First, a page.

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Iraqi Provincial Law Renews Debate Over Centralization

Whether Iraq’s various regions and provinces should be governed in a more centralized or decentralized manner continues as the focal point of political conflict in the country.
A resident walks past election campaign posters on Baghdad's Saadoun street January 3, 2009. The January 31 local election will apportion 440 seats on local councils that in turn name powerful regional governors.  REUTERS/Saad Shalash (IRAQ) - RTR230LK
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The political conflict in Iraq, even in its most complex stages, has always been related to the bitter struggle surrounding the new form of the state, in particular in terms of the faltering implementation over the years of a decentralized system as provided for in Article 116 of the constitution, regarding the administration of the state.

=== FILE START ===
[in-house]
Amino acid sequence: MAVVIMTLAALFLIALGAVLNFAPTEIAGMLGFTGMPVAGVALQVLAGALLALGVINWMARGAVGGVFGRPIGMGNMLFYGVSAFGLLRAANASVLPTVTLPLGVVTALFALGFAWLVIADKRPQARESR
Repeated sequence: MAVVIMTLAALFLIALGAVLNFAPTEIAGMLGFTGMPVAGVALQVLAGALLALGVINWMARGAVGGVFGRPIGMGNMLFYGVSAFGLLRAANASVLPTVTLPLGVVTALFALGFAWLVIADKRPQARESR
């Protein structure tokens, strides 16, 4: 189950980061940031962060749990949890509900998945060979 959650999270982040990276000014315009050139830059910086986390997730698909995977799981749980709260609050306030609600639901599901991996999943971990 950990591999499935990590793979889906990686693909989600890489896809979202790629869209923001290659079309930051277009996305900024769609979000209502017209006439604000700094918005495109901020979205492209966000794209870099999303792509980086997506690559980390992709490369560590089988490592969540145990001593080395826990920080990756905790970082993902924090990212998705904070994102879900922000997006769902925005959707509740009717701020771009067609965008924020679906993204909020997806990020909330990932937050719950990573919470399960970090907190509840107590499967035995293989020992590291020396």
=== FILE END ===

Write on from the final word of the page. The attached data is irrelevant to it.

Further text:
One may agree with the American researcher Michael Knights that the conflict between “recentralizers” and “decentralizers” is the most substantial challenge facing Iraq's political future.

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